My nephew had a 10 year old AAU tournament game over the weekend and his team had runners on 1st and 2nd with one out. The batter hit a bloop single to center. While the base-runner on 2nd, running from 2nd the 3rd, the shortstop got in his way and tripped him. The base-runner got up and still made it to 3rd. By this time, the center fielder had already thrown the ball in and the play ended with the bases loaded.
The kid on 2nd would not have scored even if he were not interfered with.
A discussion ensued with the umpire. The umpire stated that the base-runner on 2nd base, who was interfered with, should be awarded 3rd base. I argued that there was no penalty being assessed in that the base-runner would be on 3rd anyway. I said that the base-runner should have been awarded an extra base (and therefore been awarded home).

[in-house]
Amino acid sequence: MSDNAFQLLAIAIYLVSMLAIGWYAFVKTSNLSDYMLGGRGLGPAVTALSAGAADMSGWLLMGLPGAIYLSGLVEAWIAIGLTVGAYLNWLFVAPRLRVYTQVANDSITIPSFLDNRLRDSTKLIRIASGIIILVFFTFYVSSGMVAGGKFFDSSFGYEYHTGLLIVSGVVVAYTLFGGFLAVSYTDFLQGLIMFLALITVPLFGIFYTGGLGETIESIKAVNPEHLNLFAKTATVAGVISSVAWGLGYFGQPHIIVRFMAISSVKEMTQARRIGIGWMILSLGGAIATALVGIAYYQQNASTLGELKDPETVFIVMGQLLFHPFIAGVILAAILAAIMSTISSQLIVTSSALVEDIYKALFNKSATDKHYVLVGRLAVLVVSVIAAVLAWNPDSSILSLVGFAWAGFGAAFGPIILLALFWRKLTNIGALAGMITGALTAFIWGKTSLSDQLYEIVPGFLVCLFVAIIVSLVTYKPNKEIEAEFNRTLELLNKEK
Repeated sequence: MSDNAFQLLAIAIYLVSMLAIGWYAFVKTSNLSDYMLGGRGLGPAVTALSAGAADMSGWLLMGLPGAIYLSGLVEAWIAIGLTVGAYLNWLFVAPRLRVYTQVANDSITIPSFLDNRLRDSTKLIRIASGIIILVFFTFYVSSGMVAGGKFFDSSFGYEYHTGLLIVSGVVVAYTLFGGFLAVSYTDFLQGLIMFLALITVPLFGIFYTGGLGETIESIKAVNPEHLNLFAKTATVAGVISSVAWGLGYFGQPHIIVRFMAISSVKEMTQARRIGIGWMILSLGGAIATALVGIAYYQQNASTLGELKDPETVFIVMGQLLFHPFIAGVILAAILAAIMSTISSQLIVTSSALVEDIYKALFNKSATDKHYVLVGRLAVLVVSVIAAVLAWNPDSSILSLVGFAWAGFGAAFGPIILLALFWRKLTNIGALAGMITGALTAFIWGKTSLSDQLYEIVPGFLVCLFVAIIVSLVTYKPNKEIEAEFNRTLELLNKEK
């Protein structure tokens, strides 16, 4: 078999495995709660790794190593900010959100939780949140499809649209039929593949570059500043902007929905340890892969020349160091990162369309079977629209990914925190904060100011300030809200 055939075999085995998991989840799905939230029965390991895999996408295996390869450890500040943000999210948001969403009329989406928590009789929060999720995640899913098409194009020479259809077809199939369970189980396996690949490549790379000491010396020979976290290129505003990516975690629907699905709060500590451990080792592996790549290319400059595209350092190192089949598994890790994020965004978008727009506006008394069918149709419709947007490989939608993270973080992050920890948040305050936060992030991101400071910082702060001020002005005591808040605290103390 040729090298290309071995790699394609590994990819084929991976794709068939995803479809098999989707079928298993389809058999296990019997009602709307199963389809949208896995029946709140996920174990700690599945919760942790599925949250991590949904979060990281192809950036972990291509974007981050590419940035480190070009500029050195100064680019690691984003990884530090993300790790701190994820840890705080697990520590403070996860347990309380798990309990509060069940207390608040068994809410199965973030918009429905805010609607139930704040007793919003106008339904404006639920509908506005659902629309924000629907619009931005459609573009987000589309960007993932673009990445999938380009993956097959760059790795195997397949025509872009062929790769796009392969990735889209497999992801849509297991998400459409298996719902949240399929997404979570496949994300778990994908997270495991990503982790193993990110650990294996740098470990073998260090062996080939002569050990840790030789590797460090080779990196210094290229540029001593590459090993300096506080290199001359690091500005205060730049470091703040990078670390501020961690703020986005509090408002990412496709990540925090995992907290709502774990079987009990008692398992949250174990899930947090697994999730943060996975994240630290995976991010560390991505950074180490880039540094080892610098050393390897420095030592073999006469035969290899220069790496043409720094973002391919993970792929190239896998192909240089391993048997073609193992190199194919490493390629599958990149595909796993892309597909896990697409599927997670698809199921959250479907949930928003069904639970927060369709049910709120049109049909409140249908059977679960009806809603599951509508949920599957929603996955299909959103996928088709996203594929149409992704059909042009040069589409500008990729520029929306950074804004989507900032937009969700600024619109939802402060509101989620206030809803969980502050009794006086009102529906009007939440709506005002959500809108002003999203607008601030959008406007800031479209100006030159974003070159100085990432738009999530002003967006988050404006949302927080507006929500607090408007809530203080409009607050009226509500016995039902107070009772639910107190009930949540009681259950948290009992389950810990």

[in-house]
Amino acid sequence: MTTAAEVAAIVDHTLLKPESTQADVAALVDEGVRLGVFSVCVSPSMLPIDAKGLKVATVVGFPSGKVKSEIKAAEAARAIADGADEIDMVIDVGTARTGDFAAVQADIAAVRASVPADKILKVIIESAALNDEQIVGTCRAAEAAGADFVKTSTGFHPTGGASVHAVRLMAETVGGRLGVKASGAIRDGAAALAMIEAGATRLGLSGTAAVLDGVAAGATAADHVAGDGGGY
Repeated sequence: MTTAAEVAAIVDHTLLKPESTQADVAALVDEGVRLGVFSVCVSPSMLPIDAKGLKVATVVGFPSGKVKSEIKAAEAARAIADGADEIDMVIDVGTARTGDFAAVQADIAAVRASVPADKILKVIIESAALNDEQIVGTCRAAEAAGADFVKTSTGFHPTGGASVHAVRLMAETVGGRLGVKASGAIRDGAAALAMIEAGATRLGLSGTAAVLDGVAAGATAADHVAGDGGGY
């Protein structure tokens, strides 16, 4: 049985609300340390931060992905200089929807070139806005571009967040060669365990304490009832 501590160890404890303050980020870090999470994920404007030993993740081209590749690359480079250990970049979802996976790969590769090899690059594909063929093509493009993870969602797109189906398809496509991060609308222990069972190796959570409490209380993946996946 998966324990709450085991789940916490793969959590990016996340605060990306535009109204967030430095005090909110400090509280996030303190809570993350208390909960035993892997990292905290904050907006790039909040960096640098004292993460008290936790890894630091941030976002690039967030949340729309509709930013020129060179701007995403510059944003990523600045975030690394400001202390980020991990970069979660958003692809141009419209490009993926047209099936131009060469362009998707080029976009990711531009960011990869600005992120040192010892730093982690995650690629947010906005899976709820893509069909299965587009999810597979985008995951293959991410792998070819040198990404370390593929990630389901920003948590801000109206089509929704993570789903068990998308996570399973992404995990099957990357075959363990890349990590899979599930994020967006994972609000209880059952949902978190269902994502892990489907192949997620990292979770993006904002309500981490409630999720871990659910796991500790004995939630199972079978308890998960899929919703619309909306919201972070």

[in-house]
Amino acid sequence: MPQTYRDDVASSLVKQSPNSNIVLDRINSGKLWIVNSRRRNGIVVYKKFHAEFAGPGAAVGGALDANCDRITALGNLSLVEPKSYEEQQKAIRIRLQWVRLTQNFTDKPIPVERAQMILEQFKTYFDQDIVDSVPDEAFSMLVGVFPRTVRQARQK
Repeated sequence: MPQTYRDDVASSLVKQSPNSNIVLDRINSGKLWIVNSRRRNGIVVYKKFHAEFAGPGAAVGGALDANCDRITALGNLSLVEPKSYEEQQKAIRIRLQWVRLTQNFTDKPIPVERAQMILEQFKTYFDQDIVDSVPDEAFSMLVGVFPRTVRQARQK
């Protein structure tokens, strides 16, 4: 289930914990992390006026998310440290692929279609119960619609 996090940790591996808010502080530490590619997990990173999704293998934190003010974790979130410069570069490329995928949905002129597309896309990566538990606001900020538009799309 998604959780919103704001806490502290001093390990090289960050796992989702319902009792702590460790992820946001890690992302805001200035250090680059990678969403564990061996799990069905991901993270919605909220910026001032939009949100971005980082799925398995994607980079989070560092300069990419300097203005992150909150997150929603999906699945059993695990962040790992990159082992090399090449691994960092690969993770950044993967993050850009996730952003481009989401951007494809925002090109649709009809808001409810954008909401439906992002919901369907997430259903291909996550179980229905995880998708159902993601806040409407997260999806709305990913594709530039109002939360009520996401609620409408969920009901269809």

I believed that a penalty had to be assessed for the interference. The umpire disagreed and only gave the base-runner 3rd base (which he would have reached anyway).
Who was right?
COACH HENZE’S ANSWER
Thanks for the question Chris!
The rule in question here is actually an “obstruction” rule. According to the rules, “Defensive interference is an act by a fielder which hinders or prevents a batter from hitting a pitch.” It is called “Obstruction” when a defense Hinders a base-runner.
Obstruction is one of the toughest calls for an umpire to make because it is a judgement call. The umpire must decide if the runner would have scored had the obstruction not have happened.
Based on the scenario you gave above, the umpire agreed with you. The runner would not have scored even if the obstruction hadn’t happened. Due to this, he only awarded the runner 3rd base.
So, the umpire was correct in his ruling.